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Pelvic Fluid at Ovulation

M. J. Bennett, MD, MRCOG, FCOG (SA); M. Maresh, BSc, MBBS
JAMA. 1980;243(13):1325. doi:10.1001/jama.1980.03300390011005.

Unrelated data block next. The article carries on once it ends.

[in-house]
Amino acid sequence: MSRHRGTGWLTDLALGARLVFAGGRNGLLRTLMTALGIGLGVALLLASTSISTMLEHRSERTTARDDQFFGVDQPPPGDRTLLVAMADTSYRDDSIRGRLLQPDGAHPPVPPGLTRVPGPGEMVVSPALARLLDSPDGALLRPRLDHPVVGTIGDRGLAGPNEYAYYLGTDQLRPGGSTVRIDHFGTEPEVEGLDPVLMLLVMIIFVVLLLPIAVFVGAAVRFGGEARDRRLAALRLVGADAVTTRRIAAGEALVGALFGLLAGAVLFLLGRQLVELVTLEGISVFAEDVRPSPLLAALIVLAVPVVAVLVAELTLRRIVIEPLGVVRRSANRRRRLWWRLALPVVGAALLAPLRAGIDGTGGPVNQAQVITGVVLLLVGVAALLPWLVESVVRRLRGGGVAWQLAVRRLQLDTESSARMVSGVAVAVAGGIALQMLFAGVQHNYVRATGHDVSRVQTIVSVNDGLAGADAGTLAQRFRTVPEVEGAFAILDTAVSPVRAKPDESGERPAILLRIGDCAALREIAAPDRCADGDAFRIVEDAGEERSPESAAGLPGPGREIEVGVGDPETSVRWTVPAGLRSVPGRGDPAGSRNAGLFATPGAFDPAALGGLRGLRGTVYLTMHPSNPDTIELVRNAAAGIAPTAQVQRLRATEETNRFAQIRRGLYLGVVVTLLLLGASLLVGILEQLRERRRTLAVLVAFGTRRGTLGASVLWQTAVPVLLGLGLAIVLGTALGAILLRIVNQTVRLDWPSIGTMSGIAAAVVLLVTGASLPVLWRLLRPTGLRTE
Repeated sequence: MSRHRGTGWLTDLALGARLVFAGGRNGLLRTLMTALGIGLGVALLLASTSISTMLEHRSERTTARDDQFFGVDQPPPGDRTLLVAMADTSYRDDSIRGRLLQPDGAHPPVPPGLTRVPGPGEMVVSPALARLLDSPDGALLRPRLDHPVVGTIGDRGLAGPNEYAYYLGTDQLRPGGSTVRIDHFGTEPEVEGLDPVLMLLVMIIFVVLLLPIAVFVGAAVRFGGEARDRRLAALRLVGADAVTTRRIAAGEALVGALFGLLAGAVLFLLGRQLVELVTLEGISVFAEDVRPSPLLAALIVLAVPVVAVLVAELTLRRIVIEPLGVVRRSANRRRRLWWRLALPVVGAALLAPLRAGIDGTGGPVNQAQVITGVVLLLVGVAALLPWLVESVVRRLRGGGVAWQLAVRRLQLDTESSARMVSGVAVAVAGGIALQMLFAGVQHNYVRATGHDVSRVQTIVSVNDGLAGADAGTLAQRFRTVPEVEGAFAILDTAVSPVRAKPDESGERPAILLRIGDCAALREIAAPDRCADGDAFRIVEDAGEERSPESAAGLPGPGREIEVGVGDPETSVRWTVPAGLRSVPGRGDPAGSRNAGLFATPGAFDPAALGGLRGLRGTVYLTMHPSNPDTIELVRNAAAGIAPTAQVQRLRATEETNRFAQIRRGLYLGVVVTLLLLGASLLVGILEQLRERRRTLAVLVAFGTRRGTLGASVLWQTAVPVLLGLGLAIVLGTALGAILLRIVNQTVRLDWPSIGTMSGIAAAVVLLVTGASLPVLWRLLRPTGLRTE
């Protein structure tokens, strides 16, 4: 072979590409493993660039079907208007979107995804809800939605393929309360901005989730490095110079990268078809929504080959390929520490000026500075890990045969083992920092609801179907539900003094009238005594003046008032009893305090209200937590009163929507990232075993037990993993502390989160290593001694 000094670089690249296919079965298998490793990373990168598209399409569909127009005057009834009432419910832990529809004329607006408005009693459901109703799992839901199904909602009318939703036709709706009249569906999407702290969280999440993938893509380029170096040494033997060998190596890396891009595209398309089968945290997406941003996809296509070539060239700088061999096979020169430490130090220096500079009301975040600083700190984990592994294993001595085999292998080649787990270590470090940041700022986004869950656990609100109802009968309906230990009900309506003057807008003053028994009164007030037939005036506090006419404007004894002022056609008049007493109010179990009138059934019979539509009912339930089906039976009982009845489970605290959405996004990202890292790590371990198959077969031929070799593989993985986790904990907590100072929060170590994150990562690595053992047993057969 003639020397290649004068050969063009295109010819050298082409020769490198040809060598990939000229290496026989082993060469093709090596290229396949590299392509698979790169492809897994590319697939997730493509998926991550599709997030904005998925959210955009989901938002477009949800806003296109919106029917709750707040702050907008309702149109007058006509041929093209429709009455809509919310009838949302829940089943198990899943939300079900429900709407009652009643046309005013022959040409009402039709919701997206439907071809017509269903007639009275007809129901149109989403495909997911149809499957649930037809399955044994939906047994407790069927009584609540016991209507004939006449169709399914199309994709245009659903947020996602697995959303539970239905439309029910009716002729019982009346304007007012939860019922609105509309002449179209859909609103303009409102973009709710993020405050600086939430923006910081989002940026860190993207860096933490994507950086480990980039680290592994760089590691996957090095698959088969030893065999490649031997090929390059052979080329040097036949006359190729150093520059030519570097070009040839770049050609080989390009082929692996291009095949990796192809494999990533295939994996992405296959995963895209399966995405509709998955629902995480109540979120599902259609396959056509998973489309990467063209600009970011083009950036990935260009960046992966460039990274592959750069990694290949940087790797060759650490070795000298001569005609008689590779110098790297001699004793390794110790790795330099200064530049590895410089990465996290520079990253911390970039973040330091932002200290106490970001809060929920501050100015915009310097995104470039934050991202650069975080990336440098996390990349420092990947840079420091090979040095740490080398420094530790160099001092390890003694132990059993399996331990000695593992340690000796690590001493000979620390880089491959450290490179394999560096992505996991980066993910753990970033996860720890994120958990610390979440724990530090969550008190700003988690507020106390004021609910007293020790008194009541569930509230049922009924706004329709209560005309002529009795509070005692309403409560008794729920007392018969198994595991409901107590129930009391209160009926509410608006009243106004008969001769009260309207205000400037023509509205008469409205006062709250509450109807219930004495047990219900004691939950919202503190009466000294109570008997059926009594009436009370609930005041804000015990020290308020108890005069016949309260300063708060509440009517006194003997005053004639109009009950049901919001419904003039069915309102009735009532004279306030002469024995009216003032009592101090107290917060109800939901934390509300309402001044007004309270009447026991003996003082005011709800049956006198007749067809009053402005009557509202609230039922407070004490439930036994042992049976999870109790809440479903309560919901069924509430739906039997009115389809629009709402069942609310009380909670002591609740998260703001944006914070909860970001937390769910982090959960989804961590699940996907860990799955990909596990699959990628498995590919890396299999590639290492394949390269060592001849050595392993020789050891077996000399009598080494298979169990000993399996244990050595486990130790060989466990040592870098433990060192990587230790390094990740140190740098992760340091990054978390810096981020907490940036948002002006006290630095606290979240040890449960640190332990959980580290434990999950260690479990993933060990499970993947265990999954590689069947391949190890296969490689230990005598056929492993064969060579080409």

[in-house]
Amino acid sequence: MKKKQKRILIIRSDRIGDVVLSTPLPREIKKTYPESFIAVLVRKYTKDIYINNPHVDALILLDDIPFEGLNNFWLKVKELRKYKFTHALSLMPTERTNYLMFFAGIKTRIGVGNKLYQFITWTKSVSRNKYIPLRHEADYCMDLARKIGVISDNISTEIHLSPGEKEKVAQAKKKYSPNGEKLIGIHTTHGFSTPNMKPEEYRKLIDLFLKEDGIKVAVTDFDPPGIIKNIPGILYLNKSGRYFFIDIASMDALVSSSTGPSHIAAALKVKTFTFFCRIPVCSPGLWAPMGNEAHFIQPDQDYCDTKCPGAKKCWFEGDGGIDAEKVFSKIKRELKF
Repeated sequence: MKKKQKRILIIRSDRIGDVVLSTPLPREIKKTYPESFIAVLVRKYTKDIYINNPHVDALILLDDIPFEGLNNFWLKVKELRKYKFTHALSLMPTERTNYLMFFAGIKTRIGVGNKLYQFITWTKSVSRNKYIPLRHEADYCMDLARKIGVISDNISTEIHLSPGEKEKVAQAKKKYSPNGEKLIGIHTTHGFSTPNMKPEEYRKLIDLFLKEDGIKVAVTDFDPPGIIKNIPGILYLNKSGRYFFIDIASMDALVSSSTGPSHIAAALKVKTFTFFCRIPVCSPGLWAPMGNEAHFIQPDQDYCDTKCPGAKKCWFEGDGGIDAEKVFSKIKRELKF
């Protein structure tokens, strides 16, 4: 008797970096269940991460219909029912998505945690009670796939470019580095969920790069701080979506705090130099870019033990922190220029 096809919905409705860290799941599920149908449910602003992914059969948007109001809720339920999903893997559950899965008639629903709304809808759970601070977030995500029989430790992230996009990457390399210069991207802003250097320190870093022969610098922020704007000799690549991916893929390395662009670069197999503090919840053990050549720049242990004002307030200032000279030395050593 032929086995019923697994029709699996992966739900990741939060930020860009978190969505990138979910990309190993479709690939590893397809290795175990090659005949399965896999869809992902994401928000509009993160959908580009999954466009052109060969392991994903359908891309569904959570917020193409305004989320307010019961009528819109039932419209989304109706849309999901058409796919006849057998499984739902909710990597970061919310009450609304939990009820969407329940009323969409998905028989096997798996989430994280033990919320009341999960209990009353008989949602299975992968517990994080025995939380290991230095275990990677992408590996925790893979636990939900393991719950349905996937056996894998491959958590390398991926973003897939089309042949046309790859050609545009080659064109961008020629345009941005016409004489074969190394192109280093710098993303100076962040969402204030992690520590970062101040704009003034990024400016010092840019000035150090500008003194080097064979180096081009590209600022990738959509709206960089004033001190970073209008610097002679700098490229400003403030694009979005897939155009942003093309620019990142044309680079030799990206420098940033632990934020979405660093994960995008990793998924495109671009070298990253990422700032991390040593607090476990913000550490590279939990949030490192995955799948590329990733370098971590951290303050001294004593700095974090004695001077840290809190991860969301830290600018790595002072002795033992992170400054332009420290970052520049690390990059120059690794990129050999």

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To the Editor:—  The report by Hann et al (241:2731, 1979) regarding the estimation by ultrasound of the volume of free fluid in the pelvis at the time of ovulation does not agree with data that we have been collecting laparoscopically.A variable quantity of fluid was found in the pouch of Douglas (culde-sac) in every one of 20 unselected, consecutive laparoscopies we performed. The indications for laparoscopy were sterilization (12), infertility (five), pelvic pain (two), and a suspected pelvic mass (one). The fluid was aspirated on each occasion, although in one case, technical problems with the laparoscope permitted only a few drops to be removed. Patient positioning and the laparoscopic technique were the same in each case. The fluid was aspirated by an operating laparoscope immediately after insertion to try to eliminate blood contamination from instrumentation. None of the patients had laparoscopic evidence of active inflammatory disease, endometriosis, or


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